Images capture the Earth through a lens and provide evidence for the world at that particular time and place. These images can be taken from satellites, cameras on the ground or from UAVs. There is now a vast array of satellite imagery that extend back to the mid 1900’s; the Landsat satellites (launched in 1972) constitute the longest time series of satellite data and is freely available to anyone that wishes to use it. I have used various optical satellite images to analyse a range of environmental phenomena and continue to actively pursue new research in this area.
I have a keen interest in using optical satellite imagery to understand glacier change. The power of Remote Sensing allows a user to analyse remote glaciers from their desk. Regions such as the Canadian Arctic and Greenland are especially remote and the lack of field measurements from these regions has impeded our understanding of how glaciers are responding to climate change. Using various Remote Sensing datasets (satellite imagery, altimetry and aergeophysical surveys) we have conducted an analysis of the fastest flowing glacier in the Canadian Arctic, the Trinity-Wykeham Glacier. Full details of this research will hopefully be published soon and details can be found here. I have also used similar data sets to analyse glacier velocity changes at John Evans Glacier, Canadian Arctic, and to analyse supraglacial and subglacial hydrology at Russell Glacier, Greenland.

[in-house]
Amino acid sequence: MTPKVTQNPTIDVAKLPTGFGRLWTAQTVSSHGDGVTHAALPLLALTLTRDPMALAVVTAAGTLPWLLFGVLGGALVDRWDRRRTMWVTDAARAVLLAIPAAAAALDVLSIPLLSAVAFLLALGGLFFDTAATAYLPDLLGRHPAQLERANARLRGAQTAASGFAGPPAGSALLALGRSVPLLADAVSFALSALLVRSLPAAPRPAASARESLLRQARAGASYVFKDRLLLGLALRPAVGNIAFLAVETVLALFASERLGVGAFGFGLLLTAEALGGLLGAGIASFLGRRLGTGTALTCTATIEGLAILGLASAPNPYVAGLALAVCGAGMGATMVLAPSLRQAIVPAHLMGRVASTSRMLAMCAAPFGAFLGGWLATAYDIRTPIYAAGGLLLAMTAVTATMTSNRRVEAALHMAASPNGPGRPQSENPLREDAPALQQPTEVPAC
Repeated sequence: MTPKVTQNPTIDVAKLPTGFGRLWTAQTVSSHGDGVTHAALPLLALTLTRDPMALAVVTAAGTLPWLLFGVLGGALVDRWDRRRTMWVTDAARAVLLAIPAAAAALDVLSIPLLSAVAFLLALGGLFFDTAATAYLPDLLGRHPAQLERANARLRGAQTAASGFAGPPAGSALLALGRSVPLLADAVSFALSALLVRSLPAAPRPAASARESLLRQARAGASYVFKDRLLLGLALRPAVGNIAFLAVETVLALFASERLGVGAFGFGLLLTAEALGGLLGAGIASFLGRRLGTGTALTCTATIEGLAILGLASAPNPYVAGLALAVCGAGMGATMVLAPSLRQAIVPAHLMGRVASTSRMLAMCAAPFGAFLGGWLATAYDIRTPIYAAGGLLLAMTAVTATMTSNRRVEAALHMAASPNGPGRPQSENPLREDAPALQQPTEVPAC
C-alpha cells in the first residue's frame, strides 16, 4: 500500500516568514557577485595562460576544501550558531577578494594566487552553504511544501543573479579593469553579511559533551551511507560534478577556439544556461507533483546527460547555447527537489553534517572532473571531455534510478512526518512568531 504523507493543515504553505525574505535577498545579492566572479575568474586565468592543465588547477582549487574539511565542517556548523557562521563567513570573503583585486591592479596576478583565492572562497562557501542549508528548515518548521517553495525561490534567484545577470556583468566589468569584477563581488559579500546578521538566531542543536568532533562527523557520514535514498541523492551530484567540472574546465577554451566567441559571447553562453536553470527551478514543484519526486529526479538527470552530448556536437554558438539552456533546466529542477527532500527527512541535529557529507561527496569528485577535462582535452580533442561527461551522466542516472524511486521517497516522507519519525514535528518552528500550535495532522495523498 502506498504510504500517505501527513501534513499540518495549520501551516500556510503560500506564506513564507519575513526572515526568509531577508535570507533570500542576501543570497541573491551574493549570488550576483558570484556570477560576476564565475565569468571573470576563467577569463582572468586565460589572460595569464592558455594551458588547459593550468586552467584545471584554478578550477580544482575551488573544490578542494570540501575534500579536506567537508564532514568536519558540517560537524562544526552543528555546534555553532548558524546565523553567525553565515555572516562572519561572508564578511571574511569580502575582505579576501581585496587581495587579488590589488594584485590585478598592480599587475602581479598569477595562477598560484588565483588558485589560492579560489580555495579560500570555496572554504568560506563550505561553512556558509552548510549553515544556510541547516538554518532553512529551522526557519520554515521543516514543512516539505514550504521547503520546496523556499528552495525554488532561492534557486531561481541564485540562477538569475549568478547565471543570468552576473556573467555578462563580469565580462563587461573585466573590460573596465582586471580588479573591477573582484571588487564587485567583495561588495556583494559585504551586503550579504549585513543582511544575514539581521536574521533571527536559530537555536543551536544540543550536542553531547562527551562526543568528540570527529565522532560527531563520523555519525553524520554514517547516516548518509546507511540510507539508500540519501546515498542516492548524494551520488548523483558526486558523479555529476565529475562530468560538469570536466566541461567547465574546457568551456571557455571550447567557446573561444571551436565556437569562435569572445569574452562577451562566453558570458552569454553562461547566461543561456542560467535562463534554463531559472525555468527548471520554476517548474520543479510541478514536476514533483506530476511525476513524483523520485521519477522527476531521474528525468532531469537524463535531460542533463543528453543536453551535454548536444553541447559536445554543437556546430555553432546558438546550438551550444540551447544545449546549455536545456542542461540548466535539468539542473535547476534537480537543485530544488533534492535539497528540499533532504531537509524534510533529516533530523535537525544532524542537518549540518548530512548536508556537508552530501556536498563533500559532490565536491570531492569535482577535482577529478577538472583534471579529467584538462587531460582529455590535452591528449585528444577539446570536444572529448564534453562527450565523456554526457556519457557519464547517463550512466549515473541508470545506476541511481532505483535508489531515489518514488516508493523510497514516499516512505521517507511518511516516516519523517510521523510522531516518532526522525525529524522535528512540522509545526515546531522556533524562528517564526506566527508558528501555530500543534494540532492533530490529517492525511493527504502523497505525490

Deriving spatial coverage estimates of seagrass is difficult due to their growth in water and their seasonal growth and decay. In order to aid spatial coverage estimates in East Africa, where studies on tropical coastal ecosystems are severely lacking, we analysed Landsat and Sentinel-2 imagery to understand 30-year changes in seagrass coverage. We found a decline in seagrass coverage across the coast of Kenya that accelerated beyond the 1980’s. Future studies should look to integrate these data sets with other spatial data on coastal population, land use changes and ocean temperatures in order to isolate the drivers of these changes. We also used underwater GoPro images (see below) to act as validation for our seagrass maps.
I was fortunate enough to attend the 2019 Innsbruck Summer School of Alpine Research where I learnt about a number of close range Remote Sensing techniques: UAV Photogrammetry, Terrestrial Photogrammetry, Lidar and Terrestrial Laser Scanning (TLS). TLS is an optical surveying instrument operating in the visible and infrared frequency range. It emits light and measures the total travel time to determine the range to a target. We used a Riegl TLS system to monitor landslide dynamics near Obergurgl, Austria. One of the key processing steps during TLS post-processing is to classify the point cloud into ground and non-ground points. We tested three algorithms to do this and the results will be presented at a conference soon.